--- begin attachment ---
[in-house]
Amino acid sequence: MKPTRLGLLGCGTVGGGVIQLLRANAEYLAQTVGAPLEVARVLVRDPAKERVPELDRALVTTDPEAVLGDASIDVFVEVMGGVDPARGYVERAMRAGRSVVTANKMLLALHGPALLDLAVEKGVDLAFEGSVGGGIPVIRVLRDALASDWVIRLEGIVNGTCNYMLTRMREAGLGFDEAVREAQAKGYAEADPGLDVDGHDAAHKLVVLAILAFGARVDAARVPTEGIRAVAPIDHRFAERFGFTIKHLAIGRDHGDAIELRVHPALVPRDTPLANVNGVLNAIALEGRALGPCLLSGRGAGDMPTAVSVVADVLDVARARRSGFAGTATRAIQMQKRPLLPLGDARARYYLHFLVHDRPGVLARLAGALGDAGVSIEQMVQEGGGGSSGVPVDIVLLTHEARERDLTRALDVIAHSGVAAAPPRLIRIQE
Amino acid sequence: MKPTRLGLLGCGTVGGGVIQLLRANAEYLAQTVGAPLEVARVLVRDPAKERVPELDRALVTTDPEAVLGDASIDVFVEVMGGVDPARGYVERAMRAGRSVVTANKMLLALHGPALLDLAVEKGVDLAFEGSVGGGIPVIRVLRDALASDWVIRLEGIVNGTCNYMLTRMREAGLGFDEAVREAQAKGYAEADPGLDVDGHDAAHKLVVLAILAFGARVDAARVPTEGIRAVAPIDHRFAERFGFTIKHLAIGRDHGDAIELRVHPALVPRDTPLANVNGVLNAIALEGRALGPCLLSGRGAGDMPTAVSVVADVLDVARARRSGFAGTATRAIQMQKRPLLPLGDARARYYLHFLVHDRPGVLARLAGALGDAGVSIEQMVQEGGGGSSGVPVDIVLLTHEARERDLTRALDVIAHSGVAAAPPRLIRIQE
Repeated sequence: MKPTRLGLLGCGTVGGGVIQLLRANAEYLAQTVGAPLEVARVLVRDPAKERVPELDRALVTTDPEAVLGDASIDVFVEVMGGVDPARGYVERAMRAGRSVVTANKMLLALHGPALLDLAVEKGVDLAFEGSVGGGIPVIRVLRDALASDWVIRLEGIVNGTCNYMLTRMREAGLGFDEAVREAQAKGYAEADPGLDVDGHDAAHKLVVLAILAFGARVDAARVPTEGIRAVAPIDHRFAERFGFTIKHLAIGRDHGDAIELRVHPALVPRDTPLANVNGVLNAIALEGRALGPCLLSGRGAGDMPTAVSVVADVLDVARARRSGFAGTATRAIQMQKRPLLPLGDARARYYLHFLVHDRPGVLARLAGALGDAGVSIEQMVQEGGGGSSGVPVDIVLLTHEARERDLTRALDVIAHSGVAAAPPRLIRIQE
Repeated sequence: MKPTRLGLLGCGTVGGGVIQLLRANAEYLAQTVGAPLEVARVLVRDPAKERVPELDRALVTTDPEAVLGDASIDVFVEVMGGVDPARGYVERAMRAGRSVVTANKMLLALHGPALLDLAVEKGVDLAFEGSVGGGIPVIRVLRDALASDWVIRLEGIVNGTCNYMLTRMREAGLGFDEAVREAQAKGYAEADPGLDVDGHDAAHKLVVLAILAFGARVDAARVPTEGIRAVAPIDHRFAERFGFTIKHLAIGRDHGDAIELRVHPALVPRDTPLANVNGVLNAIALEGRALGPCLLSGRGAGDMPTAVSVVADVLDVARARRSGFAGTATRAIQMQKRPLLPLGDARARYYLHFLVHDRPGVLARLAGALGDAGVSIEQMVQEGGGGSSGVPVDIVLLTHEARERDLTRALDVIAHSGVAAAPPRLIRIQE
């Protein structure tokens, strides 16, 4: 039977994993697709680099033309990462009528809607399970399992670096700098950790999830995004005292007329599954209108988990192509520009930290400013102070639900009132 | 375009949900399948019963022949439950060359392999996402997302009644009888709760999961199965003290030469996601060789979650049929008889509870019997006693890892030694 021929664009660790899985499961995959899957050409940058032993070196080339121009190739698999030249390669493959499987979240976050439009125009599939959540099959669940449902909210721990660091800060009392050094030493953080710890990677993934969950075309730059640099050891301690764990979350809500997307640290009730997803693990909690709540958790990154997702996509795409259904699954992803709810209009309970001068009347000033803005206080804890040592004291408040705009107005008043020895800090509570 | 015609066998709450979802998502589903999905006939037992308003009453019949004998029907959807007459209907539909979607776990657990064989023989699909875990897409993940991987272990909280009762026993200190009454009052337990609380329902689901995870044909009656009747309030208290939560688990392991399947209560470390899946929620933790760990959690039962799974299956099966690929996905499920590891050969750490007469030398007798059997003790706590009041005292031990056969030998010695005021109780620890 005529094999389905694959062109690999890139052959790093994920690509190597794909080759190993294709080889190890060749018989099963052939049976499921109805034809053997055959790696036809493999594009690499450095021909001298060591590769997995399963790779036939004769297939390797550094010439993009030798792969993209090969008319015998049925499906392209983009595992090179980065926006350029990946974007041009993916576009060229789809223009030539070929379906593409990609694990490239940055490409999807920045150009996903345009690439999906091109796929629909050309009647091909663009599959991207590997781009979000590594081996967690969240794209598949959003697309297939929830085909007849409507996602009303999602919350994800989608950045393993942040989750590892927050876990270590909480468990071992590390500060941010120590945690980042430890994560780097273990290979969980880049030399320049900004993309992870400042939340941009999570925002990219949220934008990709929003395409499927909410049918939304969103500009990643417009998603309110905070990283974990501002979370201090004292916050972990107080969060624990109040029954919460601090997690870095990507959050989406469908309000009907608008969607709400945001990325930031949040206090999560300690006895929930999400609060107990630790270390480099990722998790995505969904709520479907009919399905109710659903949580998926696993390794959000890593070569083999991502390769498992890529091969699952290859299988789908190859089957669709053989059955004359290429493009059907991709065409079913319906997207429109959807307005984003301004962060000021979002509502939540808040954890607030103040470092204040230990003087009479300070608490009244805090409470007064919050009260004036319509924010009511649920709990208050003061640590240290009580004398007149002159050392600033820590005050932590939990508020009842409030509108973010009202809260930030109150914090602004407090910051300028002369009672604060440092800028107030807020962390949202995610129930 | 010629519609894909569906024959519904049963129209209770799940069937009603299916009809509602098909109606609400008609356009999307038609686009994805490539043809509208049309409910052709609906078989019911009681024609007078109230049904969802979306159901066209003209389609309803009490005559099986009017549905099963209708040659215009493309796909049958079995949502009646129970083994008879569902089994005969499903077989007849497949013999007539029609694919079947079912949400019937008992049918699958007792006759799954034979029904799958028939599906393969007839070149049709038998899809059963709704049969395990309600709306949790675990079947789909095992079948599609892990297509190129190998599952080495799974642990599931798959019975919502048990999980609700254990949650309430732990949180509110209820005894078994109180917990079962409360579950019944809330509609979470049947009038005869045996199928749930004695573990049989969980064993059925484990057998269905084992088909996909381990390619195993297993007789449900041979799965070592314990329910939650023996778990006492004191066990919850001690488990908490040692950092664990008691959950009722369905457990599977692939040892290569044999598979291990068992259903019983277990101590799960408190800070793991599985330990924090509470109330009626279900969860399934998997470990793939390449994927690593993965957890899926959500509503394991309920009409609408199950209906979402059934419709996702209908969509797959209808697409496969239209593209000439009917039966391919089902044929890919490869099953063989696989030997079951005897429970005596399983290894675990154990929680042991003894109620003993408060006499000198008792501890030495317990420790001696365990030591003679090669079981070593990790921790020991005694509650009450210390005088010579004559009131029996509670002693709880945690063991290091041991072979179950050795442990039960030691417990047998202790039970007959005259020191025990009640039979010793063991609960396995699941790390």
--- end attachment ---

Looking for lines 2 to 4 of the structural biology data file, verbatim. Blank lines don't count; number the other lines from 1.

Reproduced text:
Amino acid sequence: MKPTRLGLLGCGTVGGGVIQLLRANAEYLAQTVGAPLEVARVLVRDPAKERVPELDRALVTTDPEAVLGDASIDVFVEVMGGVDPARGYVERAMRAGRSVVTANKMLLALHGPALLDLAVEKGVDLAFEGSVGGGIPVIRVLRDALASDWVIRLEGIVNGTCNYMLTRMREAGLGFDEAVREAQAKGYAEADPGLDVDGHDAAHKLVVLAILAFGARVDAARVPTEGIRAVAPIDHRFAERFGFTIKHLAIGRDHGDAIELRVHPALVPRDTPLANVNGVLNAIALEGRALGPCLLSGRGAGDMPTAVSVVADVLDVARARRSGFAGTATRAIQMQKRPLLPLGDARARYYLHFLVHDRPGVLARLAGALGDAGVSIEQMVQEGGGGSSGVPVDIVLLTHEARERDLTRALDVIAHSGVAAAPPRLIRIQE
Amino acid sequence: MKPTRLGLLGCGTVGGGVIQLLRANAEYLAQTVGAPLEVARVLVRDPAKERVPELDRALVTTDPEAVLGDASIDVFVEVMGGVDPARGYVERAMRAGRSVVTANKMLLALHGPALLDLAVEKGVDLAFEGSVGGGIPVIRVLRDALASDWVIRLEGIVNGTCNYMLTRMREAGLGFDEAVREAQAKGYAEADPGLDVDGHDAAHKLVVLAILAFGARVDAARVPTEGIRAVAPIDHRFAERFGFTIKHLAIGRDHGDAIELRVHPALVPRDTPLANVNGVLNAIALEGRALGPCLLSGRGAGDMPTAVSVVADVLDVARARRSGFAGTATRAIQMQKRPLLPLGDARARYYLHFLVHDRPGVLARLAGALGDAGVSIEQMVQEGGGGSSGVPVDIVLLTHEARERDLTRALDVIAHSGVAAAPPRLIRIQE
Repeated sequence: MKPTRLGLLGCGTVGGGVIQLLRANAEYLAQTVGAPLEVARVLVRDPAKERVPELDRALVTTDPEAVLGDASIDVFVEVMGGVDPARGYVERAMRAGRSVVTANKMLLALHGPALLDLAVEKGVDLAFEGSVGGGIPVIRVLRDALASDWVIRLEGIVNGTCNYMLTRMREAGLGFDEAVREAQAKGYAEADPGLDVDGHDAAHKLVVLAILAFGARVDAARVPTEGIRAVAPIDHRFAERFGFTIKHLAIGRDHGDAIELRVHPALVPRDTPLANVNGVLNAIALEGRALGPCLLSGRGAGDMPTAVSVVADVLDVARARRSGFAGTATRAIQMQKRPLLPLGDARARYYLHFLVHDRPGVLARLAGALGDAGVSIEQMVQEGGGGSSGVPVDIVLLTHEARERDLTRALDVIAHSGVAAAPPRLIRIQE